I have composed several pieces which are performed outdoors, not only in the auditoria. For example, one work is called "Star Sound", which must be performed in a large park with five groups of instrumentalists placed in bushes. The public can walk during the performance. The work lasts about three hours. And I also use sound runners, who run from one group to another, singing or playing a portable instrument, and, by doing that, carrying a musical model from one group to another one. So they sing or play it for another group and then these musicians imitate what the sound runner brings. And then when he had a splendid, so to speak, new musical model, then it runs to another group. There are five runners running simultaneously in different configurations, and there's always a torch bearer running together with these sound runners. And it's very beautiful to see these torch runners in the night, running in a large park. The difference between the groups is about 100 yards, from one group to another. And those five groups are shaped in an oval shape. I've performed this in many different countries.

Q: You used the microphone as an instrument. How did you work with that?

A. You are aware of that? Already very early I thought of a microphone as a musical instrument, like a bow or like a percussion instrument, whatever you use. In "Microphony 1" I used microphones for the first time, which are held in the players' hands. And in this particular composition, "Microphone 1", I use a huge gong of about 5.5-foot diameter, a chinese gong. And the gong is excited with all kinds of materials: rubber, wood, metal, glass. And two musicians have microphones in their hands, and I've written a score which describes precisely the distance of the microphone from the surface of the tam-tam. And the rhythm (imitates rhythmic sounds)... Making such movements with the microphone over the surface of the tam-tam. And what is picked up with a mic is fed into two filters.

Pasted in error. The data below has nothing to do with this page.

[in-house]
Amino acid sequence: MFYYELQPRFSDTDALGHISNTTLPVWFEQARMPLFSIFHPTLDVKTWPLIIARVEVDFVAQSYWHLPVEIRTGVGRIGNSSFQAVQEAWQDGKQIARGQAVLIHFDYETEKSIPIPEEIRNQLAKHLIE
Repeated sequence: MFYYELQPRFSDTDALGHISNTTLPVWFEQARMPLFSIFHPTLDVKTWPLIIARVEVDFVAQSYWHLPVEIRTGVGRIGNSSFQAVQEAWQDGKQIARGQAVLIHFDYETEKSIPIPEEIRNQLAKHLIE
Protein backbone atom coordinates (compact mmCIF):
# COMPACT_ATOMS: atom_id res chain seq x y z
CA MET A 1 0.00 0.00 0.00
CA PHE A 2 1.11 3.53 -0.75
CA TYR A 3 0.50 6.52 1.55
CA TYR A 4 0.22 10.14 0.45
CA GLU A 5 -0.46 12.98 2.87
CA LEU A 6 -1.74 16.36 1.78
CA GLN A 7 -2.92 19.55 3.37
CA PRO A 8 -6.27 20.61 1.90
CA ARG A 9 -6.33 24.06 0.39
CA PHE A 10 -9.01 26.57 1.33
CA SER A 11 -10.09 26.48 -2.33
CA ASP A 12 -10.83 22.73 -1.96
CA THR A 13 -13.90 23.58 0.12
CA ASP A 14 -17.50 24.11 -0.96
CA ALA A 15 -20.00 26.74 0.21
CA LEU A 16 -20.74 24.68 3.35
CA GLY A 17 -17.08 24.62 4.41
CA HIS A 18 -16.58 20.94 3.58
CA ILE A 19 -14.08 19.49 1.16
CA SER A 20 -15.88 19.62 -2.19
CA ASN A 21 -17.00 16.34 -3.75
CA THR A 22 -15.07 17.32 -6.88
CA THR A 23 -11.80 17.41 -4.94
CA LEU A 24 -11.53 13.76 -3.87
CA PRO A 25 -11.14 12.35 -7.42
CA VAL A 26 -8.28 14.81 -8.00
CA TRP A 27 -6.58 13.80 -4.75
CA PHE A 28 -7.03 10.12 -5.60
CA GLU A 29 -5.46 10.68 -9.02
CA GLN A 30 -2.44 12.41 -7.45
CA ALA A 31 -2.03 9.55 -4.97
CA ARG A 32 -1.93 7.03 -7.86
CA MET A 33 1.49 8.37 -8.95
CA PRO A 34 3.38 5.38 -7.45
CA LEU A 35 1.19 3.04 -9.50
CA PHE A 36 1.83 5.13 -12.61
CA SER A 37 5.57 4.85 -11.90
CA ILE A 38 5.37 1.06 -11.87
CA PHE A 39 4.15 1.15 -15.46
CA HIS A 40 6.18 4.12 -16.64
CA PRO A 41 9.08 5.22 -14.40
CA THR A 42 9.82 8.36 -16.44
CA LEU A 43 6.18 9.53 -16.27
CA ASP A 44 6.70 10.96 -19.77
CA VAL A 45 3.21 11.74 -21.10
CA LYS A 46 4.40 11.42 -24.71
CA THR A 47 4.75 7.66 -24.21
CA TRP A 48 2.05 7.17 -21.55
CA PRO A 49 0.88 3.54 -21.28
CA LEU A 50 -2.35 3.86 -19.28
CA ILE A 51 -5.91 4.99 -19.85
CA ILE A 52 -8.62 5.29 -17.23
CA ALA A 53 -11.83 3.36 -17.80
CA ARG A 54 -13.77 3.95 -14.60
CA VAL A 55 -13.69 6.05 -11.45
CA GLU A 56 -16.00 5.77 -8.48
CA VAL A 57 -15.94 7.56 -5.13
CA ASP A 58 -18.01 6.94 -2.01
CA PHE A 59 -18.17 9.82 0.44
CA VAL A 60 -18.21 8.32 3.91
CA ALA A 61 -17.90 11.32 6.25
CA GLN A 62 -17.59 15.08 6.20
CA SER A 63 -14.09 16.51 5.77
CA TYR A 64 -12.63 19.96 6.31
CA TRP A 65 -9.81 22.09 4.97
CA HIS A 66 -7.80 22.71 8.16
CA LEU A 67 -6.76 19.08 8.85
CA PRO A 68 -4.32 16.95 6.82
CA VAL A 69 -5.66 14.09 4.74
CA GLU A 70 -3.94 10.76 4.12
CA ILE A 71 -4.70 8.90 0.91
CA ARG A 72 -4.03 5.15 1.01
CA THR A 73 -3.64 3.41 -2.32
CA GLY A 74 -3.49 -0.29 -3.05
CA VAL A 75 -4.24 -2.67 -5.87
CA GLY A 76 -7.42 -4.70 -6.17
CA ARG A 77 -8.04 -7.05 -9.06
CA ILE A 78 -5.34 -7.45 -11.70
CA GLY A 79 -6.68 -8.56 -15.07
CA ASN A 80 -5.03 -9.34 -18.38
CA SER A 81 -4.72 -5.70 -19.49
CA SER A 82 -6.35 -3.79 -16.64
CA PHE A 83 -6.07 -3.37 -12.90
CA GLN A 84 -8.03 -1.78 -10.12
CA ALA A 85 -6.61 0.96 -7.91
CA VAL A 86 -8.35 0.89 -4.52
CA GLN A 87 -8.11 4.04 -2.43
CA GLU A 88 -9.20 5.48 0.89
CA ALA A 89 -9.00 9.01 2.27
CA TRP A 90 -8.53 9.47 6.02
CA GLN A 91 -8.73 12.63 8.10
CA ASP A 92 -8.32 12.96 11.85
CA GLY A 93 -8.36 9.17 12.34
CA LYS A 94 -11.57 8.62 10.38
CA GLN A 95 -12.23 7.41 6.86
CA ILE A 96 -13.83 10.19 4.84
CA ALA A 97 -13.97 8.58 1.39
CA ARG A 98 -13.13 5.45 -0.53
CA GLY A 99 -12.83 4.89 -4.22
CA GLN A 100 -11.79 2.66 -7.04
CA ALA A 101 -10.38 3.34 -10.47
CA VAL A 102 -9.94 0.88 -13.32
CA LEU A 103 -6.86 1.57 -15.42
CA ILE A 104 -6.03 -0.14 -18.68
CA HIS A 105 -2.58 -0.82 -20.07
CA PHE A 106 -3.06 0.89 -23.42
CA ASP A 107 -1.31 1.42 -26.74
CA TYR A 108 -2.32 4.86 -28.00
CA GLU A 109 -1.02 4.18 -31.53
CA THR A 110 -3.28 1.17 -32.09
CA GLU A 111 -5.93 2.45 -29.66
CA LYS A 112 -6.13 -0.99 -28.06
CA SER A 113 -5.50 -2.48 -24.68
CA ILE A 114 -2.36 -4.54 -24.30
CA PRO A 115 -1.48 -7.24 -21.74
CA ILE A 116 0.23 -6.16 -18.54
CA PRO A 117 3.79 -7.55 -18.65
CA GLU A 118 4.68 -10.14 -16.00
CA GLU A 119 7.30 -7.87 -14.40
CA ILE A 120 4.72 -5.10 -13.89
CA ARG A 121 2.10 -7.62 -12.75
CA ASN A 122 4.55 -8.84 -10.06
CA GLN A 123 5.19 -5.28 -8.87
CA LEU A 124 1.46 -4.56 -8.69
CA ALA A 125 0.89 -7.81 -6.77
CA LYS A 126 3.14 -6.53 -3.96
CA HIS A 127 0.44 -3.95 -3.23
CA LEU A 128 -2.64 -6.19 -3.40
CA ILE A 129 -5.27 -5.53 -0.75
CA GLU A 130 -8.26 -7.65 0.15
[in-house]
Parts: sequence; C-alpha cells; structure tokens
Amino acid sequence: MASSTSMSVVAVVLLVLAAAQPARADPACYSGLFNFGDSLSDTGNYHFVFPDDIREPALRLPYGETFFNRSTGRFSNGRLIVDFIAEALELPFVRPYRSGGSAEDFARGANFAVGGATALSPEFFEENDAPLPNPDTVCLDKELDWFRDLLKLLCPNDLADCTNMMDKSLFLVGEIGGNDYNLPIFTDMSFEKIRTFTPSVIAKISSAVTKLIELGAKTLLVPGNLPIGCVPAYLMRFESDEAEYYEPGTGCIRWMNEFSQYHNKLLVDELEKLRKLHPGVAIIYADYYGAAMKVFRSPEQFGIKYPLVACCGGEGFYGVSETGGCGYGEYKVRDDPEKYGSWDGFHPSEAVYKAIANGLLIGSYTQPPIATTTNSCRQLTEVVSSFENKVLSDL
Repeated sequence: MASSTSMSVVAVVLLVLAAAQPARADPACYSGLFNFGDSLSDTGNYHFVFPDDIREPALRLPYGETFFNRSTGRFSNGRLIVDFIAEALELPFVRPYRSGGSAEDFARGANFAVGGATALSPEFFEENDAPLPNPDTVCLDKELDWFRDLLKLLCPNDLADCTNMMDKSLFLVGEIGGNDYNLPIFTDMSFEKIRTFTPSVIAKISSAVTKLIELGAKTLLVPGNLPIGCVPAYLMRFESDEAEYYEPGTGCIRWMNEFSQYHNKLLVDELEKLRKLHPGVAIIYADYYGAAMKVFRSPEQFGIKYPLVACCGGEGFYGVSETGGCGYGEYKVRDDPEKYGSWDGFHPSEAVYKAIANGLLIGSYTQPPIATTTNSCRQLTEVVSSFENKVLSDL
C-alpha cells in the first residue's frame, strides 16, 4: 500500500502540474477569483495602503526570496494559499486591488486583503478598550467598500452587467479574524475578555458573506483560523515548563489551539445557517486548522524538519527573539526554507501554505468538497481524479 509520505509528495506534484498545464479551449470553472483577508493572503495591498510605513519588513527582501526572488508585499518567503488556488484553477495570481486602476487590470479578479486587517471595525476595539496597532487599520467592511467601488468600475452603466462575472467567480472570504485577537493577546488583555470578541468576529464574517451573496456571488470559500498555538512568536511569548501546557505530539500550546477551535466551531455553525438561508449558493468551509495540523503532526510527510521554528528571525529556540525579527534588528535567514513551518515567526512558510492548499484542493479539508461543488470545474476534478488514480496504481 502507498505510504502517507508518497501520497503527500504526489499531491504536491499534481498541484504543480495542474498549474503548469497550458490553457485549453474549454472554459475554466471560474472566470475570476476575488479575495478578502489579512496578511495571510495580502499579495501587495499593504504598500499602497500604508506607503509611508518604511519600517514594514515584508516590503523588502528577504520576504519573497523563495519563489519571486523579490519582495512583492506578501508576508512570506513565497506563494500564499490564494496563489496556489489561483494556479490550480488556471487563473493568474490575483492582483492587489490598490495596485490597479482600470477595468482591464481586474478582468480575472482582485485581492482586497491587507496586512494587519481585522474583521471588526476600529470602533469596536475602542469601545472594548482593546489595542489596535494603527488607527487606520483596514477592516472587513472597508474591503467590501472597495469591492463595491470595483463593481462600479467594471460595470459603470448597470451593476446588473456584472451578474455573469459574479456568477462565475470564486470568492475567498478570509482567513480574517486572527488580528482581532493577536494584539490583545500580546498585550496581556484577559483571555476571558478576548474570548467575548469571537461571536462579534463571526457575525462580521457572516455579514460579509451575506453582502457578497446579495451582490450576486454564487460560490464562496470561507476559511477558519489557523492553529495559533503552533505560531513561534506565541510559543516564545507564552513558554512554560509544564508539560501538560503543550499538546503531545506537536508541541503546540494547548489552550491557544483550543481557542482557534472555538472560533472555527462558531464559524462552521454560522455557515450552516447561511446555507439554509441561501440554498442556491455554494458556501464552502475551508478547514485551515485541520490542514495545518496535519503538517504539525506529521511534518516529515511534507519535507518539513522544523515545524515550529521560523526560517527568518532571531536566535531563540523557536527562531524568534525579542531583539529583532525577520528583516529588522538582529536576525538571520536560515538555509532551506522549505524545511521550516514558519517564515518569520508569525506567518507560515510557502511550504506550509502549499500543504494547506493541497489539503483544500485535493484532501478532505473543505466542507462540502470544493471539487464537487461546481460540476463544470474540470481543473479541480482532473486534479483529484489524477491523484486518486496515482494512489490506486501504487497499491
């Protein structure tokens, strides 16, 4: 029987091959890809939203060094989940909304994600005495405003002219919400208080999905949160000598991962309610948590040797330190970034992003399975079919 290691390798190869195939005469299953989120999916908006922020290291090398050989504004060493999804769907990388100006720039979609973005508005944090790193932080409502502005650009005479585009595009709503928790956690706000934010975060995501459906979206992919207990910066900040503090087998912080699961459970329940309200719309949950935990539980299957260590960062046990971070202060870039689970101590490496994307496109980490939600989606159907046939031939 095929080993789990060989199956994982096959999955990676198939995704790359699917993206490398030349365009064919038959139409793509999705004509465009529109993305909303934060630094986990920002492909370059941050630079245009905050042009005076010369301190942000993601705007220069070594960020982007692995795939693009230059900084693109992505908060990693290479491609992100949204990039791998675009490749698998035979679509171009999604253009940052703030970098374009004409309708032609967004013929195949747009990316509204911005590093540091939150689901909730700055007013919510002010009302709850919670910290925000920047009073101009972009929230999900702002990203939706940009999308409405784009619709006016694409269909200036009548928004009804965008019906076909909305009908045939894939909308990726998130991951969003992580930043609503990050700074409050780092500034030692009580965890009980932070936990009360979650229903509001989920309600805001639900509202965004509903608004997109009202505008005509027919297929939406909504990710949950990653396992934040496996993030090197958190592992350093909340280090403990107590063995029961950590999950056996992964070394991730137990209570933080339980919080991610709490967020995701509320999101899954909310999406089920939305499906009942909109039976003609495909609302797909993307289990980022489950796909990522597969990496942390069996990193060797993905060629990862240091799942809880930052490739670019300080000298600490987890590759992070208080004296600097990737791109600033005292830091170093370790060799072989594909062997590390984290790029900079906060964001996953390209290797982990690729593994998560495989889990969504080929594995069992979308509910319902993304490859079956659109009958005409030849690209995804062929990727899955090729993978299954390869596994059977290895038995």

I also have two other musicians who sit in the middle of the hall. And there are speakers all around the public. And the sound which comes from the microphones is projected. The musicians in the hall can move the sounds, put on potentiometers, and distribute the sound with movements in the space. So the microphone is really an active instrument. And all the movements that can be made with a microphone are notated as the actions to make the tam-tam vibrate.

Q: Talk about your early studies of music and sound.

A. In 1953, when I started working in the studio for electronic music, I decided to study at the University of Bonn with Professor Meyer Eppler, communication science and information theory, phonetics in particular. So I analyzed a lot of sounds. I transcribed languages which I didn't know. This is part of the training. But also I learned that in all sciences, and in acoustics in particular, statistical behavior became very important. All information theory of that time was dealing with analysis of noises, for example, which have a statistical distribution of vibrations. Or chance operations which are used for games, etc. Physics was based on analysis of the statistical behavior of atomic elements. And this name, aleatoric technic, or aleatoric composition even, I brought into music.